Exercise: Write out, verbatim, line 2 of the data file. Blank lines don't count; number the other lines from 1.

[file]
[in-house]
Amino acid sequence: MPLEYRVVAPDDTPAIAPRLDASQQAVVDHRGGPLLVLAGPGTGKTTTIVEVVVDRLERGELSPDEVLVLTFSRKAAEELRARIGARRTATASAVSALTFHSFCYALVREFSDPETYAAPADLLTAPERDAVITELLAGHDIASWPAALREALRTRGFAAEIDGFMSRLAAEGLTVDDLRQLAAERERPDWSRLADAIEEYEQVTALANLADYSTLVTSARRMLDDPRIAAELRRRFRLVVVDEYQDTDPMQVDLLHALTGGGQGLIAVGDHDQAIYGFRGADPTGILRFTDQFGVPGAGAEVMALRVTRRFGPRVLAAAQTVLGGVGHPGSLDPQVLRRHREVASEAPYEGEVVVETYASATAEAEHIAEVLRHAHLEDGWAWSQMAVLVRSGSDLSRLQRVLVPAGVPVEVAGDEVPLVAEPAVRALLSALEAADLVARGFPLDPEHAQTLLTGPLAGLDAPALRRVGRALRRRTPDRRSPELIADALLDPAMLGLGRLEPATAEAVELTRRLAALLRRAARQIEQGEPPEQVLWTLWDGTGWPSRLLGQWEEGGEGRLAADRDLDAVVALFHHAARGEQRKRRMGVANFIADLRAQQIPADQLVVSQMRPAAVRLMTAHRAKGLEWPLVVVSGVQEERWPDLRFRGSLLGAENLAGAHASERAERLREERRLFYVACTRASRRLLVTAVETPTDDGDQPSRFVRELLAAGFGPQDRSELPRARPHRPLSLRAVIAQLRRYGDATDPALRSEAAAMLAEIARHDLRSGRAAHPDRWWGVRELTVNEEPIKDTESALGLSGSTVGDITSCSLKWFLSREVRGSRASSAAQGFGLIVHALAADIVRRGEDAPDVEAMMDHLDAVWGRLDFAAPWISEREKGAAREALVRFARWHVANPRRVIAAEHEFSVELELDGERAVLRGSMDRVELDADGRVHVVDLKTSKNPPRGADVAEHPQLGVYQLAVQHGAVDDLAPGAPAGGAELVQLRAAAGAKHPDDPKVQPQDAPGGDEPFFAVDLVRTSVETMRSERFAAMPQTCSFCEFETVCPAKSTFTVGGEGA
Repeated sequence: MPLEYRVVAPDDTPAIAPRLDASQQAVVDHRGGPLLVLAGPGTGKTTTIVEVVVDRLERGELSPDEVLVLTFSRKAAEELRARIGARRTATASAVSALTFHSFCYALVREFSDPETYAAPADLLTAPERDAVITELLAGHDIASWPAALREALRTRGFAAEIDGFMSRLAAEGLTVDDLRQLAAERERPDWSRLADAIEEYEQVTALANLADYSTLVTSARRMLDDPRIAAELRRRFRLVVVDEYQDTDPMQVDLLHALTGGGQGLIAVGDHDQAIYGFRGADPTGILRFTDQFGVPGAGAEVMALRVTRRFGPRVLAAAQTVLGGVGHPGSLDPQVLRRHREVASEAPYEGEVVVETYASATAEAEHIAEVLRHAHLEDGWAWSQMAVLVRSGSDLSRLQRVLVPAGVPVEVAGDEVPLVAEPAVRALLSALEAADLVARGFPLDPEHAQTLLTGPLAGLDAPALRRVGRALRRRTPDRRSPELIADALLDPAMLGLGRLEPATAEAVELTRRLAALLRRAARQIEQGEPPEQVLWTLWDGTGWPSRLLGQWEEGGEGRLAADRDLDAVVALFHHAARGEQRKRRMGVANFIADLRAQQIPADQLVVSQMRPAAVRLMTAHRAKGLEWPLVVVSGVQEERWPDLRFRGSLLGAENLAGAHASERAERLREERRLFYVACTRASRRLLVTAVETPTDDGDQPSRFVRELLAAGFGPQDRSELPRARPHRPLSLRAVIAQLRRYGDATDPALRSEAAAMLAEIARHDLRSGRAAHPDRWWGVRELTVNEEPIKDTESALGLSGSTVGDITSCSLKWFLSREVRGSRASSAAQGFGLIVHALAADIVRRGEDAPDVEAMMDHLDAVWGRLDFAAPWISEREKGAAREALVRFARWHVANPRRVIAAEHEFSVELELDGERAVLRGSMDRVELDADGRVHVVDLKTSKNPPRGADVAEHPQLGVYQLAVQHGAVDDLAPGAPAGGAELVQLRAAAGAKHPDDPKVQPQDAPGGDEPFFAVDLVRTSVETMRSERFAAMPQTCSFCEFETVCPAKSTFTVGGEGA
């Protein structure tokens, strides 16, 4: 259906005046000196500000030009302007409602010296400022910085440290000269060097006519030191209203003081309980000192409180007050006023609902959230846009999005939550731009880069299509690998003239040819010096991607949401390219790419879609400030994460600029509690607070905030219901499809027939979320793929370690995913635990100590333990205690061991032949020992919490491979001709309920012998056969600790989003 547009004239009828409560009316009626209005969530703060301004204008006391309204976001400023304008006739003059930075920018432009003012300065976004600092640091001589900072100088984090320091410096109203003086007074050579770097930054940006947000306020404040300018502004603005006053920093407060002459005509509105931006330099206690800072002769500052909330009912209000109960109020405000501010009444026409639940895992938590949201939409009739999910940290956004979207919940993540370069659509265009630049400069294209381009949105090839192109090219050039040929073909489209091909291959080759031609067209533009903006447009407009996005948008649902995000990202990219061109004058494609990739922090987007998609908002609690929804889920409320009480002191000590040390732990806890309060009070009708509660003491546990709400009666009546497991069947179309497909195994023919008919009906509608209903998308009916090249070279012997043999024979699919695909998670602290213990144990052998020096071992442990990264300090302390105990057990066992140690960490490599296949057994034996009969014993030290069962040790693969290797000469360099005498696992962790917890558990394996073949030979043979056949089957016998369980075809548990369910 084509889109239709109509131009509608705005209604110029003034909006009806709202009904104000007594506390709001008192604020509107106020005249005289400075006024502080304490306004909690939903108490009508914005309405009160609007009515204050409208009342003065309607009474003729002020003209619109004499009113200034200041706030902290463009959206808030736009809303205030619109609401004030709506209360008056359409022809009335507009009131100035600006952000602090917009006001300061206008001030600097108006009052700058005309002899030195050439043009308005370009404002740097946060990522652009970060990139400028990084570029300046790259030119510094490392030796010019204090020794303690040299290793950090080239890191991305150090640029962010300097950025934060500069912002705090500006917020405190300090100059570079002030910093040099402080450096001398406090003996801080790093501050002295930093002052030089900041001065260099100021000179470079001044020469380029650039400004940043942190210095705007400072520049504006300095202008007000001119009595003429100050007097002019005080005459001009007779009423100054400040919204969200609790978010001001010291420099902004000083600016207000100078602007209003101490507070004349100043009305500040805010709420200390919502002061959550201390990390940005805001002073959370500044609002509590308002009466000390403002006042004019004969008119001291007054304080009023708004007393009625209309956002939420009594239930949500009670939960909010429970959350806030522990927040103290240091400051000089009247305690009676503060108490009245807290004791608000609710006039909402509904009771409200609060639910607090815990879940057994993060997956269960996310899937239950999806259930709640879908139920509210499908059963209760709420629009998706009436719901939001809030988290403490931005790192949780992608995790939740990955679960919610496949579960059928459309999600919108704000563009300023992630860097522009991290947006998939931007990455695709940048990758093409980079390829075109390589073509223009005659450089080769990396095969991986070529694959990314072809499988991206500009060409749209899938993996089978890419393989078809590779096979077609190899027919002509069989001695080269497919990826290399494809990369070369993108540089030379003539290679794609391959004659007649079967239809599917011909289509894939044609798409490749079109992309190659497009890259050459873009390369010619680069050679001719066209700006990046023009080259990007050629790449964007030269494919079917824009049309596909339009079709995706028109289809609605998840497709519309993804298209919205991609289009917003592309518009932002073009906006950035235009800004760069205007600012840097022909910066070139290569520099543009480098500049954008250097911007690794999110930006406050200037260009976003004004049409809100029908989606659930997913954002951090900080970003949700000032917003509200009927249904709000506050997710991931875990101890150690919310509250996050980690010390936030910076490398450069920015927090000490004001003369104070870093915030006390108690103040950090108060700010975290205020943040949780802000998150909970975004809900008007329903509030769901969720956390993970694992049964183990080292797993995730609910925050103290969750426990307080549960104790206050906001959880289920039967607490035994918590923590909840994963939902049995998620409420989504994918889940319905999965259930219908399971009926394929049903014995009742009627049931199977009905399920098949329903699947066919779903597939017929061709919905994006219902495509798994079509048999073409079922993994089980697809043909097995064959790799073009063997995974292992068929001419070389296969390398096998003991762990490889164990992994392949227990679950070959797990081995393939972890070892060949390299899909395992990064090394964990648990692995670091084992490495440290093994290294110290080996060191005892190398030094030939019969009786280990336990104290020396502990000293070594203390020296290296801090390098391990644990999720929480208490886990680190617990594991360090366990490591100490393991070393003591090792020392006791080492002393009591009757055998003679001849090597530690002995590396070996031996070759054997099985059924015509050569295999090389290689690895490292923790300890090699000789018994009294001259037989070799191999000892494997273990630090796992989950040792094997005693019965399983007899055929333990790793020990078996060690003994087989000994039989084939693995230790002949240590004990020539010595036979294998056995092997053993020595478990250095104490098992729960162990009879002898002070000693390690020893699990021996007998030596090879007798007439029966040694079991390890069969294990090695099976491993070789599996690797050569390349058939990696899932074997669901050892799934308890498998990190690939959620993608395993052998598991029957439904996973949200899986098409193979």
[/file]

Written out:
Amino acid sequence: MPLEYRVVAPDDTPAIAPRLDASQQAVVDHRGGPLLVLAGPGTGKTTTIVEVVVDRLERGELSPDEVLVLTFSRKAAEELRARIGARRTATASAVSALTFHSFCYALVREFSDPETYAAPADLLTAPERDAVITELLAGHDIASWPAALREALRTRGFAAEIDGFMSRLAAEGLTVDDLRQLAAERERPDWSRLADAIEEYEQVTALANLADYSTLVTSARRMLDDPRIAAELRRRFRLVVVDEYQDTDPMQVDLLHALTGGGQGLIAVGDHDQAIYGFRGADPTGILRFTDQFGVPGAGAEVMALRVTRRFGPRVLAAAQTVLGGVGHPGSLDPQVLRRHREVASEAPYEGEVVVETYASATAEAEHIAEVLRHAHLEDGWAWSQMAVLVRSGSDLSRLQRVLVPAGVPVEVAGDEVPLVAEPAVRALLSALEAADLVARGFPLDPEHAQTLLTGPLAGLDAPALRRVGRALRRRTPDRRSPELIADALLDPAMLGLGRLEPATAEAVELTRRLAALLRRAARQIEQGEPPEQVLWTLWDGTGWPSRLLGQWEEGGEGRLAADRDLDAVVALFHHAARGEQRKRRMGVANFIADLRAQQIPADQLVVSQMRPAAVRLMTAHRAKGLEWPLVVVSGVQEERWPDLRFRGSLLGAENLAGAHASERAERLREERRLFYVACTRASRRLLVTAVETPTDDGDQPSRFVRELLAAGFGPQDRSELPRARPHRPLSLRAVIAQLRRYGDATDPALRSEAAAMLAEIARHDLRSGRAAHPDRWWGVRELTVNEEPIKDTESALGLSGSTVGDITSCSLKWFLSREVRGSRASSAAQGFGLIVHALAADIVRRGEDAPDVEAMMDHLDAVWGRLDFAAPWISEREKGAAREALVRFARWHVANPRRVIAAEHEFSVELELDGERAVLRGSMDRVELDADGRVHVVDLKTSKNPPRGADVAEHPQLGVYQLAVQHGAVDDLAPGAPAGGAELVQLRAAAGAKHPDDPKVQPQDAPGGDEPFFAVDLVRTSVETMRSERFAAMPQTCSFCEFETVCPAKSTFTVGGEGA